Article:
Friday, October 21, 2005

More baseball thoughts

Shorly after I posted my firat Baseball Thoughts message, sportswriter Mike Lupica of the New York Daily News wrote an article criticizing the Yankees for not playing what some writers refer to as "small ball." I agree with the idea, but I don't like the name, which doesn't do the practice justice. So-called "small ball" is basically well-rounded baseball, where the team doesn't sit back and wait for somebody to knock the ball out of the park the way the Yankees do. Small-ball teams also bunt runners over, hit sacrifice flies, steal bases, and so on. With the notable exception of Alex Rodriguez and Derek Jeter, the Yankees are not really equipped to play small-ball. They're a home-run hitting team. In the meantime, the Chicago White Sox and Anaheim Angels, "small-ball" (read: complete) teams, made it to the American League playoffs while the Yankees stayed home and watched.

I'd like to see the White Sox win the Series, just to hopefully rub it in George Steinbrenner's face that the most expensive, most home-run-reliant team does not guarantee anything. Complete teams generally go much further than those as one-dimensional as the Yankees.

I hope "General Von Steingrabber," as NY Daily News cartoonist Bill Gallo calls his Steinbrenner caricature, doesn't overreact and fire Joe Torre (neither does Gallo). Torre wasn't responsible for signing all these home-run hitters who can't or won't steal bases or go all out for the team (*cough*Gary Sheffield*cough*). It wasn't Torre's fault that all these expensive players broke down at some point in the season, making them reliant on the likes of Robinson Cano (destined to be a fine player, just the kind a small-ball team needs) rather than the multimillionaires the fans paid to see. But Steinbrenner has hired former Philadelphia Phillies manager Larry Bowa as a coach, and is pursuing ex-Met and ex-Yankee (and ex-manager of the Baltimore Orioles) Lee Mazzilli for another coaching job. Maybe hiring these men as coaches means that Torre is safe as manager for the time being, but having two newly fired managers around on the coaching staff during the last year of his contract can't make Torre feel too secure in his job.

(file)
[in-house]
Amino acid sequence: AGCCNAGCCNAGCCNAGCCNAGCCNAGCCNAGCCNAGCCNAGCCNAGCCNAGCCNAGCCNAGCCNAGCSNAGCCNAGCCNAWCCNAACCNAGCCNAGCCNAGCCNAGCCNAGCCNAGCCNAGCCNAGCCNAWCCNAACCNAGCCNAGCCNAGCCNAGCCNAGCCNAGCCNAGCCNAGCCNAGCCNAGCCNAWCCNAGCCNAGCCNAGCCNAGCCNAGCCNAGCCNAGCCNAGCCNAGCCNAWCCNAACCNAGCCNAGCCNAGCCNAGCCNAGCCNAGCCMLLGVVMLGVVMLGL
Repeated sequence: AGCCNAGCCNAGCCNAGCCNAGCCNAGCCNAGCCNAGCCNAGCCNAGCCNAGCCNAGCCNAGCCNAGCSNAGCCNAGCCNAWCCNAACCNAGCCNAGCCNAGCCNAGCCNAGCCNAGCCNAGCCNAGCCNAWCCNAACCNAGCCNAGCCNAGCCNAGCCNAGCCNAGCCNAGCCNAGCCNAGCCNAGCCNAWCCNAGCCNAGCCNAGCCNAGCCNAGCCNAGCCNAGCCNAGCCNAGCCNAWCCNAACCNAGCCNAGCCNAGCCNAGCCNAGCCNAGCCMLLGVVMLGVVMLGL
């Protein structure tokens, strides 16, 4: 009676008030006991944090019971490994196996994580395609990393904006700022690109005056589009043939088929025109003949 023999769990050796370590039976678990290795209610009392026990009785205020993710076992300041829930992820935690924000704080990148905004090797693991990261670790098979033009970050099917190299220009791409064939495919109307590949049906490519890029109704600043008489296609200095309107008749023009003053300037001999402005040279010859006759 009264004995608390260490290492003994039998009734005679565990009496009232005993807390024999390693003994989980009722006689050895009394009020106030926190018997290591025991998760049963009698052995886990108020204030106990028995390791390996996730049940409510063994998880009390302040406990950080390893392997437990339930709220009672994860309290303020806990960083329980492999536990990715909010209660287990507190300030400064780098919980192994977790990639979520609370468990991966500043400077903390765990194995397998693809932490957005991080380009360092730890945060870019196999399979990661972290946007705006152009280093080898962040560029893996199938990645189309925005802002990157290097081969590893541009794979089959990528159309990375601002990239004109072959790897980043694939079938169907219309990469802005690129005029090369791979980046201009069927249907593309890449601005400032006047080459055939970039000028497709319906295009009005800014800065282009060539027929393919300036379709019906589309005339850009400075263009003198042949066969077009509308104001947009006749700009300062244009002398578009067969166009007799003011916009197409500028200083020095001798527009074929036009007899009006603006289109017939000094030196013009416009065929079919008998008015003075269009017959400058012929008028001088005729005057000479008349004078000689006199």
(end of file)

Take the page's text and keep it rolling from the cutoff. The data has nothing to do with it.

It'll be interesting to see what happens, especially if the Yankees stumble early in the season.

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